Follow by Email

Sunday, July 22, 2012

How Long Should a Sermon Be?

As has become common for me since I returned to New England, I've been pretty busy doing pulpit supply this summer.  Last week and this week I covered for my own pastor in Chelmsford while he was on vacation with his family.  And it just happened to work out that the two sermons I preached were on opposite ends of the spectrum time-wise.

Last week's sermon very well might be the longest sermon I've ever preached.  If it doesn't hold the record, then it's definitely in the top three.  My word count was 2,462, which took me a little over twenty minutes to preach.  By comparison, this morning's sermon was only 1,165 words, and we were opening our hymnals to the hymn of the day after about eight minutes.  Which sermon had the better length?

I've been thinking about this a lot (ever since last week's sermon, actually), and I think the answer is that last week's sermon length was best for last week's sermon, and this week's sermon length was best for this week's sermon.  My formative Lutheran experience was in a predominately African-American ELCA congregation (yes, a few of them do exist), and the pastor was your classic black preacher, only he happened to have white skin.  His philosophy for preaching and worship was that you preach till you're done, and you worship till you're done.  Since he was my mentor, his philosophy has shaped my approach to worship and preaching.

However, serving in predominately white rural or suburban congregations, I've discovered that 'worship till you're done' isn't a wildly popular concept in most churches.  Generally speaking, they expect 50 minutes to an hour.  Some of them will let me go for an hour and ten minutes, but not a minute longer.  They'll reluctantly accept a service that goes for an hour and twenty minutes if there's something like a baptism, confirmation, or some other special event going on, but they'll also wonder why we didn't cut out some of the readings and prayers to make room for the extra stuff if it goes that long.  Compare this to what happened at Resurrection, my formative congregation; that was the only place where I could show up twenty minutes late and still not miss the Kyrie (the Kyrie is one of the first parts of the service, for anyone reading this who is not familiar with Lutheran liturgy).  They posted that their service ran from 10 to 11 AM, but it really ran to 11:30 pretty much every week.  Finally they decided to change their sign to reflect reality, and stated that they worshiped from 10 to 11:30 AM.  That's when the service started going until noon.  They currently advertise that they worship from 10 to 12.  I'm preaching there in a few weeks, and I'll just tell my husband that I'll be home at some point in the afternoon, because I'm expecting that we'll just worship till we're done.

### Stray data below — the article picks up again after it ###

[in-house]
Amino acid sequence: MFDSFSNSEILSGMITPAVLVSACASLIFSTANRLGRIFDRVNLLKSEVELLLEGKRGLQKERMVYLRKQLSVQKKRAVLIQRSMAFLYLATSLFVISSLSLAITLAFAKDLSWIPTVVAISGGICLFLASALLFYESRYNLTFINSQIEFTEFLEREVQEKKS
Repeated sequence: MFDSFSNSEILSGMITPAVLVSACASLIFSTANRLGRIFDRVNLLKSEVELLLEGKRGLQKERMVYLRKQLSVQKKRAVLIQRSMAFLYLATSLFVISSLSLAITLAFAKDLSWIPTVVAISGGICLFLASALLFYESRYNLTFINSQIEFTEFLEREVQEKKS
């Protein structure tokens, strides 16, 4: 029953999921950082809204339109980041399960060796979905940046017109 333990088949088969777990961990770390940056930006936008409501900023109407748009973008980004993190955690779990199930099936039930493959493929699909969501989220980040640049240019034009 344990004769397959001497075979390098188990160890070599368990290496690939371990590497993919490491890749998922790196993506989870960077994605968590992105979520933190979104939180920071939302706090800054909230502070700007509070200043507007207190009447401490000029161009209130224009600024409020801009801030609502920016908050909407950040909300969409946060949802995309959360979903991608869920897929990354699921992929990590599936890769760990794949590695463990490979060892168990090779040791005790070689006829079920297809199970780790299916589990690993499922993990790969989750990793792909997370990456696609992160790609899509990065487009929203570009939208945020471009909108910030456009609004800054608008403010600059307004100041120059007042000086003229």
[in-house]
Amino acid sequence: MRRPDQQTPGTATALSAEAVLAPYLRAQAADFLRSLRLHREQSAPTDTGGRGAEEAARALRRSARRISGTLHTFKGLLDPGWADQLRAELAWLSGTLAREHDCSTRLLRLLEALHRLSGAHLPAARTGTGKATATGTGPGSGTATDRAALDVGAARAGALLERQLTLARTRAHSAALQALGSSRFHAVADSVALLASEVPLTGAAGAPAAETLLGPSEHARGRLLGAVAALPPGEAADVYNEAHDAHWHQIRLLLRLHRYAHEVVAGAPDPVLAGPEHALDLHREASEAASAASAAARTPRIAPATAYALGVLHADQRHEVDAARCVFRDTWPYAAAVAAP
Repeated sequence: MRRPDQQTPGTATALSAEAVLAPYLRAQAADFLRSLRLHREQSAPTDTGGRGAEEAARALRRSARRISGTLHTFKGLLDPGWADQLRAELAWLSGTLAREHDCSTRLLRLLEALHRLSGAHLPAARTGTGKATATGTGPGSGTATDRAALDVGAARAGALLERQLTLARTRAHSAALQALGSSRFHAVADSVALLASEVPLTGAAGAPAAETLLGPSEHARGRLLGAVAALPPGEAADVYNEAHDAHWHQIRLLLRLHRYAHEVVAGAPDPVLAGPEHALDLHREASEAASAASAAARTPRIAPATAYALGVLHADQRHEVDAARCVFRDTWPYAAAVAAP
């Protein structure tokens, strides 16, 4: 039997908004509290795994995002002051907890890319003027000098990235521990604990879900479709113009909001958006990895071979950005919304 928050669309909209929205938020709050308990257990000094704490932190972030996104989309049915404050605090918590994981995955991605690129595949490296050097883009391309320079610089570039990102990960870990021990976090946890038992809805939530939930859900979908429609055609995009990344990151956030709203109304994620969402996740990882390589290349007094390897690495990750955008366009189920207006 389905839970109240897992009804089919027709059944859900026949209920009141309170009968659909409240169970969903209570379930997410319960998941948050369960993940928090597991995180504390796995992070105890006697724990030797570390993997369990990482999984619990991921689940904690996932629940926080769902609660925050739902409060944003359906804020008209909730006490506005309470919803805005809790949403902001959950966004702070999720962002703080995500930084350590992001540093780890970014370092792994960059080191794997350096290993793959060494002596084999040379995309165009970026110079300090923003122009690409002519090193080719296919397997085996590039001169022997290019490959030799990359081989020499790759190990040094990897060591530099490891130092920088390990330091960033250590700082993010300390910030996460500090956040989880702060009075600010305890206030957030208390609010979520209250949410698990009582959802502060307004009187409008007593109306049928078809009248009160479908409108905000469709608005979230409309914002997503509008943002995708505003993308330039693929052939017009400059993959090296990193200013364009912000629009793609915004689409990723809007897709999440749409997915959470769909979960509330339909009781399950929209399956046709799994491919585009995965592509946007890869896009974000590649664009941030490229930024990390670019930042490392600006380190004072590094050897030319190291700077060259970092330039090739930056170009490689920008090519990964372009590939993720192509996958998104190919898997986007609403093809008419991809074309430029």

So I've adjusted my worship planning and leadership to accommodate the stricter schedule, but I haven't changed my preaching.  I preach till I'm done.  Since I'm primarily a manuscript preacher the length is fairly well-defined; you don't have to worry about me being 'caught up in the Spirit' and preaching extemporaneously for ninety minutes.  (I attended a service where that happened once--it exceeded even my ability to just go with it, and I left right after the sermon, even though the service wasn't over.  We'd worshiped for ninety minutes before the sermon even started, and after three hours with no end in sight, I was done.)

This week's sermon was pretty affirming, with no difficult topics, and I could get my point across in relatively few words.  Last week's sermon dealt with prophecy and divorce, and required me to go into more depth.  So I did.  I was glad that this week's sermon was on a lighter topic, because I don't like to double-barrel a congregation two weeks in a row; the fact that this week's sermon was unusually short was coincidence.  Most of my sermons average twelve to fifteen minutes.

So what is the optimum length of a sermon?  A sermon should be exactly how long it needs to be.

1 comment:

  1. This can apply to so much in life - the details and information being delivered exactly how they're supposed to be is exactly how its supposed to be :-) Glad you're going with what feels right for each time you have the opportunity to share your message. If you tried to fit it into some convenient box of time it wouldn't be as organic and might sound forced. Not optimal for encouraging the listener to take something away from the sermon I'm sure!